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Friday, June 7, 2013

Grid and Off-Grid



Take a modern on-grid house and compare it to a modern off-grid house. Day to day life can be almost indistinguishable between the two households. Lights come on at the flick of a switch. Water flows out of faucets. Refrigeration keeps food cold. There's power for music, computers and TVs.

A well designed off-grid house can provide a perfectly normal “modern” life.

Now take the on-grid house and triple the number of people living in it. Perhaps grown children have returned to the old homestead -with their families in tow. It happens all the time. Maybe friends have lost their homes and were taken in. Sure, it's going to be crowded. Everyone will get in each other's way. The electric bill will skyrocket. Fuel use will go up. The water bill will take a big jump. Maybe there's even a sewer fee that has to be paid. All the utilities go up, some by quite a lot.

It's a different story in the off-grid house. Triple the number of people and choices soon become clear. Either drastically reduce personal utility use or run out. Off grid homes are designed and built for their normal load. It's too expensive to built a huge system just on the off chance there might be a later need. Sure, many off-grid houses have backup generators, but they are only supposed to be used occasionally. Constant use quickly wears out even expensive generators, plus they need fuel. That's not free or even always available.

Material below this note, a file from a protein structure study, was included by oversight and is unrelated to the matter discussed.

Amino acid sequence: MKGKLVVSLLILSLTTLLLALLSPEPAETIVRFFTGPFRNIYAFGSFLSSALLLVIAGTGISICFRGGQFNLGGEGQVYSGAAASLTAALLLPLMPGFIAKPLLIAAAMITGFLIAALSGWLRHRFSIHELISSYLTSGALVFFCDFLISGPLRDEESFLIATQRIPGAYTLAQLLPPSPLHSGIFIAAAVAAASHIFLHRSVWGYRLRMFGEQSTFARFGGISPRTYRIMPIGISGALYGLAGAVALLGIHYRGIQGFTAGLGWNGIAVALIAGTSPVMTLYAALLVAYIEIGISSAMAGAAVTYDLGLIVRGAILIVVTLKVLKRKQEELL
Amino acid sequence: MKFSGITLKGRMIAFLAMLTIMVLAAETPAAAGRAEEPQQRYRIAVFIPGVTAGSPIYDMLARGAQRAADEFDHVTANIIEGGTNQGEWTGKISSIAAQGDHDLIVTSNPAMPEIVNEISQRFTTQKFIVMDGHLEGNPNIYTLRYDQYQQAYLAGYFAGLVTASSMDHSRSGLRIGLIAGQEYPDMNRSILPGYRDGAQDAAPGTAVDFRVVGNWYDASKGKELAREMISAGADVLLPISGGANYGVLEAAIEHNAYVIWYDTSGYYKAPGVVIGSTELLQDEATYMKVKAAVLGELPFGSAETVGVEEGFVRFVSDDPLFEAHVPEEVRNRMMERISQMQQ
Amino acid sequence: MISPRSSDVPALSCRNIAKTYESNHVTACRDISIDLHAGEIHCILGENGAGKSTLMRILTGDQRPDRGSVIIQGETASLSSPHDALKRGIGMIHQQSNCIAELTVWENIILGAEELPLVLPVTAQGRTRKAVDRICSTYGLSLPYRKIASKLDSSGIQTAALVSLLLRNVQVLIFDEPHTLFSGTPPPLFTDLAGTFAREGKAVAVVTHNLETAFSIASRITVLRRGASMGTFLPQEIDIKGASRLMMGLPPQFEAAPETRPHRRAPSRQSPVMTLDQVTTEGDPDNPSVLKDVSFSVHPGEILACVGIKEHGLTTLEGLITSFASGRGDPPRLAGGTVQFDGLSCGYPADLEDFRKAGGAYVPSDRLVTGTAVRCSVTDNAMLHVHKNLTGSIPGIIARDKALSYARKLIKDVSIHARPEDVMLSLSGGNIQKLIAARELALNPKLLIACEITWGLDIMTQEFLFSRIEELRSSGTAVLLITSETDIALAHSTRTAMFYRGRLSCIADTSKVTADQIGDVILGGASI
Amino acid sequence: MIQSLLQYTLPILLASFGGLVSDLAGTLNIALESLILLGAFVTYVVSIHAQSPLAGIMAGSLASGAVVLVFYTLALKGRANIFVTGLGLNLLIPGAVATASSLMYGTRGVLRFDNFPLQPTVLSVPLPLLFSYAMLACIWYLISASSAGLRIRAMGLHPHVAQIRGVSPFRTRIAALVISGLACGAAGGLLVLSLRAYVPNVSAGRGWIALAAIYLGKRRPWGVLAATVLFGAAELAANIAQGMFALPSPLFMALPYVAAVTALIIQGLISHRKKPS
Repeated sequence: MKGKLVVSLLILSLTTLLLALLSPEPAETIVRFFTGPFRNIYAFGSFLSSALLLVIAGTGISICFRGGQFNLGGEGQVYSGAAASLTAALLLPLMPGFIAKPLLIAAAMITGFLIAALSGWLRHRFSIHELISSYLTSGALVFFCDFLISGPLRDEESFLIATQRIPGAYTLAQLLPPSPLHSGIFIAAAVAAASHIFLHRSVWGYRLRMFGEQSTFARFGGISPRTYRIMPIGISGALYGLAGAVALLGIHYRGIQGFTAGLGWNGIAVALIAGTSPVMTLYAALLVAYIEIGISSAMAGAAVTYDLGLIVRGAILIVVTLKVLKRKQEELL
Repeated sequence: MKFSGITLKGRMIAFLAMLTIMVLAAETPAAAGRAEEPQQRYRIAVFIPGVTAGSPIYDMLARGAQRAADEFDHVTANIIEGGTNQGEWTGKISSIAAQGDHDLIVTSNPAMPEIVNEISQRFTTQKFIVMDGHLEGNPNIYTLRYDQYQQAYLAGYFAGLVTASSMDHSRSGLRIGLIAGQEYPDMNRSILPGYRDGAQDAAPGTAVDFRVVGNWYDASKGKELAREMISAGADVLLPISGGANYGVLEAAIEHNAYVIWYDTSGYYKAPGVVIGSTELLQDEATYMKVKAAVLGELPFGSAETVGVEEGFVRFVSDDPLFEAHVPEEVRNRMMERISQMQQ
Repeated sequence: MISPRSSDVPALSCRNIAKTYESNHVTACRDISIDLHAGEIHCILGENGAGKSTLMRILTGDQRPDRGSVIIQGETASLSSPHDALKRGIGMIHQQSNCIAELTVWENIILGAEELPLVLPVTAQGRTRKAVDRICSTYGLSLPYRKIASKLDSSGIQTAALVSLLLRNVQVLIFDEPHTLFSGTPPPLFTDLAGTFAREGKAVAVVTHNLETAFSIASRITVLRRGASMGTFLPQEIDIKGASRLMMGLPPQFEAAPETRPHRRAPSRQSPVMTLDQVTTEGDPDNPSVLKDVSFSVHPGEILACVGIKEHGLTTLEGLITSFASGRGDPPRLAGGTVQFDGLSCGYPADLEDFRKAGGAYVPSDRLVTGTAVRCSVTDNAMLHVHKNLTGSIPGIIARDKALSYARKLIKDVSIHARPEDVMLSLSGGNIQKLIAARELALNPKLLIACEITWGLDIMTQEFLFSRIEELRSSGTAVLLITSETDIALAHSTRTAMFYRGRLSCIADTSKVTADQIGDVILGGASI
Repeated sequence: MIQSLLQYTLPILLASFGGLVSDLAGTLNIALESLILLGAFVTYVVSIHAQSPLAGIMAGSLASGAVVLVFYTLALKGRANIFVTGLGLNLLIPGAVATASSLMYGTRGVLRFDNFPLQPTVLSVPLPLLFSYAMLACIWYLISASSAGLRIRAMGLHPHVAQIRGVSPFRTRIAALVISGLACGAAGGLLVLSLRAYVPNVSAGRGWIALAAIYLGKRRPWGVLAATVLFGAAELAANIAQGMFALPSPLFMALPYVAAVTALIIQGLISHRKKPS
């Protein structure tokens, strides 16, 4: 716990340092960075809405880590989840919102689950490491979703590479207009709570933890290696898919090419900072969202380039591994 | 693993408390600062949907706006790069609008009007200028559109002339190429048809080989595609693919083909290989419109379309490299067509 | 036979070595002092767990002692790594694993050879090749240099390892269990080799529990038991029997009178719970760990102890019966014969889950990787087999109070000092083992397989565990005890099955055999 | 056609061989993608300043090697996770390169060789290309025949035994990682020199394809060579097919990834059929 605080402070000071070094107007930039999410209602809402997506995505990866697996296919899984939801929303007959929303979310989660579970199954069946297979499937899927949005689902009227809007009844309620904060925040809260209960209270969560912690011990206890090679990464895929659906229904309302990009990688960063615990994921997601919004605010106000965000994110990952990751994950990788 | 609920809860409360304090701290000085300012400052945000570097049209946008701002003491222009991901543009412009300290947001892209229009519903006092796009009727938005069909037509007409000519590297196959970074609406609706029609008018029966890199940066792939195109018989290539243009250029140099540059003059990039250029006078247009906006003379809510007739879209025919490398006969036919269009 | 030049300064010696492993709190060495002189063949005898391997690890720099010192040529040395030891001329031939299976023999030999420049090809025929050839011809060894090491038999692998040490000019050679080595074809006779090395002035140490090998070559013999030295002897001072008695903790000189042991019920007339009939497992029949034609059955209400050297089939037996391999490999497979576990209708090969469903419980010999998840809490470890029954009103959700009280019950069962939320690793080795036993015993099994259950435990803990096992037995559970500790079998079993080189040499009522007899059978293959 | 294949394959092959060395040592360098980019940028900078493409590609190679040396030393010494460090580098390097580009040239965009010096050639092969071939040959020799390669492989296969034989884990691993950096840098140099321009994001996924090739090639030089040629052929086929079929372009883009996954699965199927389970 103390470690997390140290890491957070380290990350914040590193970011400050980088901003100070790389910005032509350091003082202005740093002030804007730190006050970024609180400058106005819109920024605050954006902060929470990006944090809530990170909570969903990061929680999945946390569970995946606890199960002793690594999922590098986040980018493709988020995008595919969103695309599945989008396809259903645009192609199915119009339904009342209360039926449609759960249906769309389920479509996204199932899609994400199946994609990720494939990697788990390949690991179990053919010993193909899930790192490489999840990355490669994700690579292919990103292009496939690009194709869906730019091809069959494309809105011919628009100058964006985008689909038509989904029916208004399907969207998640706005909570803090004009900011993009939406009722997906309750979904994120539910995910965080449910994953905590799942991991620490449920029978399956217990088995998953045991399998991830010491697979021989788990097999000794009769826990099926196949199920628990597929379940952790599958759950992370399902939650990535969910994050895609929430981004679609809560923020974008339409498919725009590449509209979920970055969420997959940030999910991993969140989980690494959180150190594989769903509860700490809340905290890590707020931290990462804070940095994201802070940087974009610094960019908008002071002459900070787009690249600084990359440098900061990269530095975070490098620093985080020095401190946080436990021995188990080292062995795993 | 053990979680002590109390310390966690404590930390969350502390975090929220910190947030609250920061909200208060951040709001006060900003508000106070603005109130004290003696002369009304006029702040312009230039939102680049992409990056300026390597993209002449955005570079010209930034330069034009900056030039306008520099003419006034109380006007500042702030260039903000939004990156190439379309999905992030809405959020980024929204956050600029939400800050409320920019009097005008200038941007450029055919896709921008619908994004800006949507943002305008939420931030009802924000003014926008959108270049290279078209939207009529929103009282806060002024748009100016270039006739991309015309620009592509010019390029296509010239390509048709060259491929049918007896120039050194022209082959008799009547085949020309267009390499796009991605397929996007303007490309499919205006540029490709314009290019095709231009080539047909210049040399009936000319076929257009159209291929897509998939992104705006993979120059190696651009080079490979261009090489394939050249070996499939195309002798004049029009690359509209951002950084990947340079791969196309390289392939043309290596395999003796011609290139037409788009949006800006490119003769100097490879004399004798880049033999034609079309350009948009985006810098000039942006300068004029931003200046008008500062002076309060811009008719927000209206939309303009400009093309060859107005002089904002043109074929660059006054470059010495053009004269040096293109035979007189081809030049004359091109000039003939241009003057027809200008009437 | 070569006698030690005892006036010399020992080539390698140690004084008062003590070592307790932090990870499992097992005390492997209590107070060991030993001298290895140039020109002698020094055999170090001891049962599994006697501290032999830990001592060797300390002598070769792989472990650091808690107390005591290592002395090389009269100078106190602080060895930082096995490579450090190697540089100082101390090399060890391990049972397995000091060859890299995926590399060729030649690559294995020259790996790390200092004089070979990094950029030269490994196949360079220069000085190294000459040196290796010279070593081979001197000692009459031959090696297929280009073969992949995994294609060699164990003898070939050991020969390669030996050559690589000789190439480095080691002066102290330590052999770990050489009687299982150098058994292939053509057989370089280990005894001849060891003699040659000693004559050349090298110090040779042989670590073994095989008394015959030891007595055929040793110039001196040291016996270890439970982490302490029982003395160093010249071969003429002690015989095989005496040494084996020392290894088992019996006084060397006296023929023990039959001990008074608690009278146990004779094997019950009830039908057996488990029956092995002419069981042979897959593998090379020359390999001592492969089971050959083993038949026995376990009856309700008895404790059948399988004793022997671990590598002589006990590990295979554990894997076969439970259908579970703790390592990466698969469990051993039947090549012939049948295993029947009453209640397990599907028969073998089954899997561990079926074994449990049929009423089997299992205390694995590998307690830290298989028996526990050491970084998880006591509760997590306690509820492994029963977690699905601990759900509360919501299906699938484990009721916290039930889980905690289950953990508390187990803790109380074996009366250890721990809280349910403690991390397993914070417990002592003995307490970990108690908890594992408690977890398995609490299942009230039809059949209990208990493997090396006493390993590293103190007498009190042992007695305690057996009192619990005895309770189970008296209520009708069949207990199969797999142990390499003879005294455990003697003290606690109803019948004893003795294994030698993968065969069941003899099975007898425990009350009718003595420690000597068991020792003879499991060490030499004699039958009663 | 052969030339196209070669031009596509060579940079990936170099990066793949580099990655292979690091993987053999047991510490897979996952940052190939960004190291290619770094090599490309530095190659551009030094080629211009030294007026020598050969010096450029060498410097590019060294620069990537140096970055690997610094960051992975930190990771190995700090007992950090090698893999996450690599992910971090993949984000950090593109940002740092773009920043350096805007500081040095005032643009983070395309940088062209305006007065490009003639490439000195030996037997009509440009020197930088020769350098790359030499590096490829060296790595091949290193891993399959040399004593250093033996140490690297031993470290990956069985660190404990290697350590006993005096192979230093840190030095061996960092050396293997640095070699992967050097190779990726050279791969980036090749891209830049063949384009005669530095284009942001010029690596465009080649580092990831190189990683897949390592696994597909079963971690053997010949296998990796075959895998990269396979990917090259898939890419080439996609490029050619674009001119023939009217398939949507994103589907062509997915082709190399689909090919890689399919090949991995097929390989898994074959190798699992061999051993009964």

During power outages I've let people stay at my solar electric powered house. We drew more power from the battery bank than the sun was putting in. Hot water use exceeded my wood fired hot water production and a propane fired tank picked up the slack. After 4 days of that, either the grid had to come back on or serious conservation would go in effect. As luck would have it, the grid came back up and our company left.

Here's something critical to remember about an off-grid house. Long term, no mater how many people are living there, they can only use the resources available. It might be tough to get used to, but some energy and resource use is better than none.

-Sixbears

10 comments:

  1. I'm sure that a lot of people don't stop to think about that.

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  2. I have 160 watts of pannels.Ikeep all but 2 15 watts stored.THe 2 15 watts charge my camper battery.It is amazing what even a small amount of power will do to make life bearable.Spend a week with no power and i bet a 5w radio a 8w fan and a 15w dvd player,10w floresaunt light will seem like heaven

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  3. On space ship Earth we have much the same problem. Thing is people fail to realize that if ya don't have enough to go around, you must cut back on consumption.
    In our system, we tend to just charge more as the supply runs down.

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    Replies
    1. There's enough for everyone to get by, but distribution is uneven.

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  4. Living off grid is a reality check but people don't cope well with reality...

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    Replies
    1. Of course just because a person can't deal with reality doesn't mean reality won't deal with them.

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  5. With hurricane season right around the corner, I need to line up some alternate power sources.

    Just in case, ya know?

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    Replies
    1. even a small inverter that plugs into your car cigarette lighter can make life easier.

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